Selling from the stockpile raises a problem of foreign policy. Bolivia, in particular, is very sensitive about the disposal of tin. Wymberley Coerr, Deputy Assistant Secretary of State for Inter-American Affairs (ARA), is strongly of the opinion that nothing should be said that would produce any public indication of our intention to sell tin during the course of the Montevideo Conference.3 He believes any discussion of the subject, even a rumor, will be extremely damaging to our position there. On the longer-run, Coerr says that the Bolivians are irrational about disposal [Page 768]of any sort. Past attempts to convince them that the very high price of tin hurts them in the long-run have not been too successful. Further, at the moment, there is a struggle between Communist and anti-Communist factions among the tin miners, and we will do ourselves no good there by any disposal. Coerr agreed that it might be worth thinking about more effective ways of making the Bolivians conscious of their long-run interests in the price of tin; namely, that generally high prices and short supply encourage substitutions away from tin, which once made, may well be permanent.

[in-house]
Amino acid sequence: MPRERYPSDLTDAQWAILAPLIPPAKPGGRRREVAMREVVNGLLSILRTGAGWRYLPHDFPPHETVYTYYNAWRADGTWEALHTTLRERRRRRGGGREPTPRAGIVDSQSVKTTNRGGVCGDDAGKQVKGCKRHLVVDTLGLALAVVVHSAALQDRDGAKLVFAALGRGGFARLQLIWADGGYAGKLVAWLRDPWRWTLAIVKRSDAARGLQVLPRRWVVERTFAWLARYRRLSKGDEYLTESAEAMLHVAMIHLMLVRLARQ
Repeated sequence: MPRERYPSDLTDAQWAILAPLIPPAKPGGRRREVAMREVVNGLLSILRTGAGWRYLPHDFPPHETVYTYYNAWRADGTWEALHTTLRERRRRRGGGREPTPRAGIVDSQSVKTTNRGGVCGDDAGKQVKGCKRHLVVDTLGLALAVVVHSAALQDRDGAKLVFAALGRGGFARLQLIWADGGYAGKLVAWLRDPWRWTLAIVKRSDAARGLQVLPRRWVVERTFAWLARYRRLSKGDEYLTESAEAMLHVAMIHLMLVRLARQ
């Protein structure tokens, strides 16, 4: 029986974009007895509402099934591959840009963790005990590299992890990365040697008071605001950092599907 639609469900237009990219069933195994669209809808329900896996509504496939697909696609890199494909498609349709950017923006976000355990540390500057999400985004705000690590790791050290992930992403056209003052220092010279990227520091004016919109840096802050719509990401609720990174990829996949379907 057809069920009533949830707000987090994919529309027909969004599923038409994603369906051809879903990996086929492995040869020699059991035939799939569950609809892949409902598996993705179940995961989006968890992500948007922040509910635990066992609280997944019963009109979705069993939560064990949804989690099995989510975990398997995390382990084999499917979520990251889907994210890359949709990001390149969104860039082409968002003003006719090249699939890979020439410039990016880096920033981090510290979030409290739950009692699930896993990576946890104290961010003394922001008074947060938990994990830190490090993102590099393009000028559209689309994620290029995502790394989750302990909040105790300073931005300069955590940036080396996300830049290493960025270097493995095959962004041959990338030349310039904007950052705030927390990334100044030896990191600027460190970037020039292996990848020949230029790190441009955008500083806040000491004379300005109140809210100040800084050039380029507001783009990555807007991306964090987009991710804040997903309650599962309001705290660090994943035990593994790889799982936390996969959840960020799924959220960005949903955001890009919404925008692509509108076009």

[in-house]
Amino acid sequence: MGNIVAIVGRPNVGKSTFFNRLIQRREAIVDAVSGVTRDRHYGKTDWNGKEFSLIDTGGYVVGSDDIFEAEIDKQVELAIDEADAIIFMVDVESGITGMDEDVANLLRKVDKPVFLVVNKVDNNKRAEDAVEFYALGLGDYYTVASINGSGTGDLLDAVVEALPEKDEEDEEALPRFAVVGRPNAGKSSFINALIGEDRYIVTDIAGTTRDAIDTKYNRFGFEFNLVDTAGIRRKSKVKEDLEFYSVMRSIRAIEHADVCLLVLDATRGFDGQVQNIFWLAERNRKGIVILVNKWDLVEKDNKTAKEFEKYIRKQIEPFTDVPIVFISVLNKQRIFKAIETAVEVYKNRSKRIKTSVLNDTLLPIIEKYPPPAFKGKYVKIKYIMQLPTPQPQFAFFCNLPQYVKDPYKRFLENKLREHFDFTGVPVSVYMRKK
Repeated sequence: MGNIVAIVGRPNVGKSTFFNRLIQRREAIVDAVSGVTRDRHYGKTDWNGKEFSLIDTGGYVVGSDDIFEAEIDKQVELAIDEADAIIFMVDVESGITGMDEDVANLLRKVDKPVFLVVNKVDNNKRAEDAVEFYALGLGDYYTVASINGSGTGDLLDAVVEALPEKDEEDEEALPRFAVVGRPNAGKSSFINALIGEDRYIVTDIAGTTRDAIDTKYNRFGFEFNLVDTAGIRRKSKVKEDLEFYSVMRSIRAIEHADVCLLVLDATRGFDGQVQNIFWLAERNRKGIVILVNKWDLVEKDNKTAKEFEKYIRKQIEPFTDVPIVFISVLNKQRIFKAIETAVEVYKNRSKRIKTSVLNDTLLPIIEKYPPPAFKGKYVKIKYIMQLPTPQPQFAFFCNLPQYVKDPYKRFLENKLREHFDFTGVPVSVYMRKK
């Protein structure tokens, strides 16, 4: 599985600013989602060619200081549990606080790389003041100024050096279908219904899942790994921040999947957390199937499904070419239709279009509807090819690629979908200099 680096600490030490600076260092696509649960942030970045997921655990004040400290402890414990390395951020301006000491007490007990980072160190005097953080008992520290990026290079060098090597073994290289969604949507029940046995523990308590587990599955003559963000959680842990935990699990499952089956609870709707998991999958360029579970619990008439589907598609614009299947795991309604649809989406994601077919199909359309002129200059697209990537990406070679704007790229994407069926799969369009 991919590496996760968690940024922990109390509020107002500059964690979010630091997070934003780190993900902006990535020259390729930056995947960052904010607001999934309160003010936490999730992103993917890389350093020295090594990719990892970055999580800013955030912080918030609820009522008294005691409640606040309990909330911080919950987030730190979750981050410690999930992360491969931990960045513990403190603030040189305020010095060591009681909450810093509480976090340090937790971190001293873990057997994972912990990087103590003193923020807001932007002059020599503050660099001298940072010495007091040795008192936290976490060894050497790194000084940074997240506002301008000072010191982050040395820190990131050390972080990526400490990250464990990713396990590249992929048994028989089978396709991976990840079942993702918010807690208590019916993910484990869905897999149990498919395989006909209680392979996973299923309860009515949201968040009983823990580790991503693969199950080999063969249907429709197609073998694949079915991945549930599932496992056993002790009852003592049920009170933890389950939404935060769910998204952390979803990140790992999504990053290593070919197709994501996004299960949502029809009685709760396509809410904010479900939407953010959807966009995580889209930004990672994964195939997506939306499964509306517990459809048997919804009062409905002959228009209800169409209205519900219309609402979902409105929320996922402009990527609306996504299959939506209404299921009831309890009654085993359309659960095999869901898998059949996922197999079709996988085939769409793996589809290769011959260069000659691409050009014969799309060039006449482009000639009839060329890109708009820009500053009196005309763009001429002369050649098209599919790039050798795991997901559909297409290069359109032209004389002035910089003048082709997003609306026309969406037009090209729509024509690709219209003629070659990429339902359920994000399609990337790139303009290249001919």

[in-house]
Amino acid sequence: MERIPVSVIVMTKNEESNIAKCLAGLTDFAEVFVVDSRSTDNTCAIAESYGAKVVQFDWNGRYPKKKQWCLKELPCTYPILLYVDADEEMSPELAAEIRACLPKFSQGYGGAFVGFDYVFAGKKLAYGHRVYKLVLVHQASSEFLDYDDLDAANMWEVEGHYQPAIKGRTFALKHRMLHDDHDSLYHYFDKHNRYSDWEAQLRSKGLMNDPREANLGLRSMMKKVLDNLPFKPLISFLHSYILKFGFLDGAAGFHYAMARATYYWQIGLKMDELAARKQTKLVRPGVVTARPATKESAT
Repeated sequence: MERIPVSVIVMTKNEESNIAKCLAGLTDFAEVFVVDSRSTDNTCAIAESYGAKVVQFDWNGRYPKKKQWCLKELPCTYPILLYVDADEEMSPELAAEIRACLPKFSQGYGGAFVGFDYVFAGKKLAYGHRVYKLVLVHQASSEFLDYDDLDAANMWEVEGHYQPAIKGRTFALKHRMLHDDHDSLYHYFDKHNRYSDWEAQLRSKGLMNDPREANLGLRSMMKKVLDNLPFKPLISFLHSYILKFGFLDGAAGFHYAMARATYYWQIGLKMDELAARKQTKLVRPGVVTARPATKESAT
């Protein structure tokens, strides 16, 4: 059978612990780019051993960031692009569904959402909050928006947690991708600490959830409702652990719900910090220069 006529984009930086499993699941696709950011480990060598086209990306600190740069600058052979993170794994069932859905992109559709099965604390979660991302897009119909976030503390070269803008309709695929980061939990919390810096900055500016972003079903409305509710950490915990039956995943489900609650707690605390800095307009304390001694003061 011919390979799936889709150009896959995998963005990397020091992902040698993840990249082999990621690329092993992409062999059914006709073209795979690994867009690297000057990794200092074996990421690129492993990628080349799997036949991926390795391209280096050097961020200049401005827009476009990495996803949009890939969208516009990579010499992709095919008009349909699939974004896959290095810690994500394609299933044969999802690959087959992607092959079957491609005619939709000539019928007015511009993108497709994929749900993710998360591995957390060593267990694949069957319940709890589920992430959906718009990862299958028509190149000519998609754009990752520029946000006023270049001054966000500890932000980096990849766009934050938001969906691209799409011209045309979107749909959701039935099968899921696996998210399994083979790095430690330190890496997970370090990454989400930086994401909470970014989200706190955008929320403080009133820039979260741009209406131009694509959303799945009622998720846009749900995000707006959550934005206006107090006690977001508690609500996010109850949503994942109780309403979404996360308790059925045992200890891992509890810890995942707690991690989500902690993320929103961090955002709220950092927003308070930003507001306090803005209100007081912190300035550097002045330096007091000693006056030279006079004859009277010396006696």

The Congressional situation on the request for waiver is as follows: The matter is within the jurisdiction of the Armed Services Committees, chaired in the Senate by Senator Russell, and in the House by Congressman Vinson. The subcommittees that have cognizance are chaired in the Senate by Senator Symington, and in the House by Congressman Philbin. So far as is known, none of these is expected to object to the request for the waiver of notice. It is the estimate of Messrs. Wilson and Manatos that, with no objection from the relevant chairmen, the waiver request would go through readily, and that nothing would be lost by waiting until the end of the Montevideo Conference to raise the issue.
  1. Source: Kennedy Library, National Security Files, Meetings and Memoranda, Staff Memoranda, Carl Kaysen, 6/61-8/61. Secret.
  2. Not attached and not found.
  3. Not attached and not found.
  4. Reference possibly is to the special meeting of the Inter-American Economic and Social Council at Punta del Este, Uruguay, August 5-17, 1961.